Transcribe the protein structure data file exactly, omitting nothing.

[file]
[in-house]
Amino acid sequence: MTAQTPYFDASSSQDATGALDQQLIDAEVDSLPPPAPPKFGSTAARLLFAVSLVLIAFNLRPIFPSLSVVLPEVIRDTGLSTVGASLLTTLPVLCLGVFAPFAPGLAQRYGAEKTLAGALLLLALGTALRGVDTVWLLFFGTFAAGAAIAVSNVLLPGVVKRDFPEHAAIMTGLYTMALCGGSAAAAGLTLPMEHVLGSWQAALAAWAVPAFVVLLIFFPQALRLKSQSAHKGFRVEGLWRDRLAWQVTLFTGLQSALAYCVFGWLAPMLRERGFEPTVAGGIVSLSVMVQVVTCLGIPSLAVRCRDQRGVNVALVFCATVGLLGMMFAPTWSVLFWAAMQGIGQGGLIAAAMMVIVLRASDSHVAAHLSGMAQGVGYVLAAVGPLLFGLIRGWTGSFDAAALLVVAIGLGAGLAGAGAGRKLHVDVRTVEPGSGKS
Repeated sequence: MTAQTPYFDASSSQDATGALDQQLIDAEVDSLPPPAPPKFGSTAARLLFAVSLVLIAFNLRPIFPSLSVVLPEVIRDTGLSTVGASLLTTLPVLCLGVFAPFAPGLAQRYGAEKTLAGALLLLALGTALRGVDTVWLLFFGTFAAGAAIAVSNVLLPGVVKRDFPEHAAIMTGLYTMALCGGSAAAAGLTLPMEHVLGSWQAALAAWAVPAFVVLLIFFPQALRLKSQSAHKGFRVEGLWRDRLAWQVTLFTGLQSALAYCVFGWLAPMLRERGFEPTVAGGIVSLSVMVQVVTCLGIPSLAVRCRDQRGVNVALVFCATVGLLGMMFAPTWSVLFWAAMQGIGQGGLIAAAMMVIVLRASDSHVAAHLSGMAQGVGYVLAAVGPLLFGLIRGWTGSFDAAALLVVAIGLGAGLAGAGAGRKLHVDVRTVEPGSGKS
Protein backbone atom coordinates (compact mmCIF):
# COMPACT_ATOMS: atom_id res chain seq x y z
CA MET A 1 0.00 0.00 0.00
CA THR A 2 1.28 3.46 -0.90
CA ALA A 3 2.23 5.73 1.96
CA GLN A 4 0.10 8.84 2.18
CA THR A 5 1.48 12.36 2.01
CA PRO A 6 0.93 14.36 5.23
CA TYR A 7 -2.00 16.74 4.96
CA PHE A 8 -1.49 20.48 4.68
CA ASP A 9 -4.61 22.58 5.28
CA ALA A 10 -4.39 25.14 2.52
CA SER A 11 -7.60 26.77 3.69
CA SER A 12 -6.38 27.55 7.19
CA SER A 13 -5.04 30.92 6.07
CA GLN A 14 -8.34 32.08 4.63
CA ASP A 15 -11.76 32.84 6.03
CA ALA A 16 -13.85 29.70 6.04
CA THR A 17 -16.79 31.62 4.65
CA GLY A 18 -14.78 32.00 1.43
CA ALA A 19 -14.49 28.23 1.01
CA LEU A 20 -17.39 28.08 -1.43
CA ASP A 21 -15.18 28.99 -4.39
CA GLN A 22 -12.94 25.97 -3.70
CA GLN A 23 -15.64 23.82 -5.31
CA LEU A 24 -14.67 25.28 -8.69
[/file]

[in-house]
Amino acid sequence: MTAQTPYFDASSSQDATGALDQQLIDAEVDSLPPPAPPKFGSTAARLLFAVSLVLIAFNLRPIFPSLSVVLPEVIRDTGLSTVGASLLTTLPVLCLGVFAPFAPGLAQRYGAEKTLAGALLLLALGTALRGVDTVWLLFFGTFAAGAAIAVSNVLLPGVVKRDFPEHAAIMTGLYTMALCGGSAAAAGLTLPMEHVLGSWQAALAAWAVPAFVVLLIFFPQALRLKSQSAHKGFRVEGLWRDRLAWQVTLFTGLQSALAYCVFGWLAPMLRERGFEPTVAGGIVSLSVMVQVVTCLGIPSLAVRCRDQRGVNVALVFCATVGLLGMMFAPTWSVLFWAAMQGIGQGGLIAAAMMVIVLRASDSHVAAHLSGMAQGVGYVLAAVGPLLFGLIRGWTGSFDAAALLVVAIGLGAGLAGAGAGRKLHVDVRTVEPGSGKS
Repeated sequence: MTAQTPYFDASSSQDATGALDQQLIDAEVDSLPPPAPPKFGSTAARLLFAVSLVLIAFNLRPIFPSLSVVLPEVIRDTGLSTVGASLLTTLPVLCLGVFAPFAPGLAQRYGAEKTLAGALLLLALGTALRGVDTVWLLFFGTFAAGAAIAVSNVLLPGVVKRDFPEHAAIMTGLYTMALCGGSAAAAGLTLPMEHVLGSWQAALAAWAVPAFVVLLIFFPQALRLKSQSAHKGFRVEGLWRDRLAWQVTLFTGLQSALAYCVFGWLAPMLRERGFEPTVAGGIVSLSVMVQVVTCLGIPSLAVRCRDQRGVNVALVFCATVGLLGMMFAPTWSVLFWAAMQGIGQGGLIAAAMMVIVLRASDSHVAAHLSGMAQGVGYVLAAVGPLLFGLIRGWTGSFDAAALLVVAIGLGAGLAGAGAGRKLHVDVRTVEPGSGKS
Protein backbone atom coordinates (compact mmCIF):
# COMPACT_ATOMS: atom_id res chain seq x y z
CA MET A 1 0.00 0.00 0.00
CA THR A 2 1.28 3.46 -0.90
CA ALA A 3 2.23 5.73 1.96
CA GLN A 4 0.10 8.84 2.18
CA THR A 5 1.48 12.36 2.01
CA PRO A 6 0.93 14.36 5.23
CA TYR A 7 -2.00 16.74 4.96
CA PHE A 8 -1.49 20.48 4.68
CA ASP A 9 -4.61 22.58 5.28
CA ALA A 10 -4.39 25.14 2.52
CA SER A 11 -7.60 26.77 3.69
CA SER A 12 -6.38 27.55 7.19
CA SER A 13 -5.04 30.92 6.07
CA GLN A 14 -8.34 32.08 4.63
CA ASP A 15 -11.76 32.84 6.03
CA ALA A 16 -13.85 29.70 6.04
CA THR A 17 -16.79 31.62 4.65
CA GLY A 18 -14.78 32.00 1.43
CA ALA A 19 -14.49 28.23 1.01
CA LEU A 20 -17.39 28.08 -1.43
CA ASP A 21 -15.18 28.99 -4.39
CA GLN A 22 -12.94 25.97 -3.70
CA GLN A 23 -15.64 23.82 -5.31
CA LEU A 24 -14.67 25.28 -8.69